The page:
I never thought too much about this point until I investigated the web site ran by the South Korean maker of this snack. I saw that this company is a distributor for American brands that I would not have expected to see abroad. In particular, they sell products made by Welch's, V8, McCormick's, and Kellogg's, and, most strangely to me, Morton. That logo of the little girl with the big umbrella walking through the rain? I'm guessing they must recognize that in South Korea, too. It's weird to consider that they know salt the way I know salt.
This is my first experience with a product by this company and they lured me in with the promise of a sweet potato experience. The potato on the front is the equivalent of a stick figure in potato form, but he does look pretty happy. I'd like to join him in yam happiness.
I should have looked at the ingredients list before forking over my 99 cents for this 55-gram/1.9-oz. bag of salty snackness. The first item is not sweet potato, but rather is "flour". This is supposed to be a sweet potato snack, not an alchemical abomination! You can't make sweet potato gold out of ground wheat. That is madness.
The second ingredient is sweet potato, but is listed as "white sweet potato". When it comes to sweet potato, I'll admit that I'm a bigoted woman. I like them yellow or orange and am fully prejudiced against white ones. If it's white, it ain't sweet in my opinion. So, I've already gotten off on the wrong foot with this snack and the other ingredients including one that takes up an entire line by itself - fructoooligosaccaride - is not encouraging me to go on.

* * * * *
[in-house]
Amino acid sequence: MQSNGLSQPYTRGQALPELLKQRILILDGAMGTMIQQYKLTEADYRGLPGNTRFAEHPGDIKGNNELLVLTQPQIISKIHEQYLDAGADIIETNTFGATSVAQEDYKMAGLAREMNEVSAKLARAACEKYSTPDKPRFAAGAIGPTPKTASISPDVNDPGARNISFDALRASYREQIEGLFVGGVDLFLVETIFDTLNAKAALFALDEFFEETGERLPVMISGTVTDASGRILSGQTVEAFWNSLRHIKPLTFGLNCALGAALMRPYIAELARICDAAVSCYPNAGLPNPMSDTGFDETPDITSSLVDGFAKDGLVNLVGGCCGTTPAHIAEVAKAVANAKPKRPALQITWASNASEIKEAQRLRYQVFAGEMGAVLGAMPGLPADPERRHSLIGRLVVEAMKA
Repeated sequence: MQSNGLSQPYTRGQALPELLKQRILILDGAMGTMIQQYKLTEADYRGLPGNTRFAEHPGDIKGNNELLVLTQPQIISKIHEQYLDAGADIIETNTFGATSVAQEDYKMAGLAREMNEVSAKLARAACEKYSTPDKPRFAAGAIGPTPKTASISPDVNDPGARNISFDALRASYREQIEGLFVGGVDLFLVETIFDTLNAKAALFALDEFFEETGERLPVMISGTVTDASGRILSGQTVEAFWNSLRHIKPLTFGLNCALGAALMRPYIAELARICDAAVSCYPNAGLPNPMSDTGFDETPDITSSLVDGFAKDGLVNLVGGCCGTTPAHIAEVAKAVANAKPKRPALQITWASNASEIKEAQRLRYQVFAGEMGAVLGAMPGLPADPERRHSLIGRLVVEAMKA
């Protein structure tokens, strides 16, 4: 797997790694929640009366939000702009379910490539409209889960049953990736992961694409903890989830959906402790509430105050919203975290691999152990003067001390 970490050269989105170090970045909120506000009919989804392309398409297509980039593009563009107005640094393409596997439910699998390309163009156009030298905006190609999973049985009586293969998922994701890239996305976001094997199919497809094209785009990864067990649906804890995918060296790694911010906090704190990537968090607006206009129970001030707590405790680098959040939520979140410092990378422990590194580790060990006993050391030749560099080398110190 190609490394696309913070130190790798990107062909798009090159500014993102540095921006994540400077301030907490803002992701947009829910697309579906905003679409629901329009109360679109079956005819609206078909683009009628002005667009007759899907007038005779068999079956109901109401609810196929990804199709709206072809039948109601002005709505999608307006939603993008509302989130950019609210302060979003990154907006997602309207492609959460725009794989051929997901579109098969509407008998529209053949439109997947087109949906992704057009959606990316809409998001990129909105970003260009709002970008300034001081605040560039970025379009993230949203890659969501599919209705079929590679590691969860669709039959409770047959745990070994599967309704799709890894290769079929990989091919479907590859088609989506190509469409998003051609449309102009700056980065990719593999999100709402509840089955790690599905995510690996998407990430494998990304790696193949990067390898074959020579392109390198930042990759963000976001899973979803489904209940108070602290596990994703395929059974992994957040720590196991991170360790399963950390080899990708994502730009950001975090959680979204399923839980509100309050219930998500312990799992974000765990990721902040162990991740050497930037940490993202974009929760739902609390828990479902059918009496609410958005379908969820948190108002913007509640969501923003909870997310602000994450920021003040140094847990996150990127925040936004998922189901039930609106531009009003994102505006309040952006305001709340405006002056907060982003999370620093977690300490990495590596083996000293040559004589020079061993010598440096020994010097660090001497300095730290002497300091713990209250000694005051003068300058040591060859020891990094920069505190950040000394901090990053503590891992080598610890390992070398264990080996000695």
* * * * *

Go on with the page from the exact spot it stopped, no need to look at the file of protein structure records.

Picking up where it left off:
Nonetheless, I tried to approach this mutant snack with an open mind, and then wished it had stayed closed. The substance within is fried, no doubt, and it is lightly salted, but it is far from being "sweet" or "potato". In fact, what it mostly tastes like is frying oil that has seen far too many re-uses. If you're really eating slow (which I don't recommend as then that frying oil taste is in your mouth all the longer), you can get a very vague somewhat sweet potato-y after taste, but your taste buds have to be flexing all of their buddy muscles to catch this. On a "lucky" bite, you may get an errant bit of sesame seed (a few pieces have one) and it'll taste better. Some are also sweeter than others (no doubt due to getting more sugar-coating), but they'd need a lot more than the occasional extra bit of sugar or sesame seed to make me decide not to throw most of it away.
This was a major disappointment and I won't be finishing the bag. It's not so much that it lacks appeal as the frying oil flavor makes it actively unpleasant. I'd rather have it tasteless than taste like French fries made in oil that had been used all day without a change. It's been awhile since a product has been bad enough to warrant an unhappy rating, but this one easily took the "prize."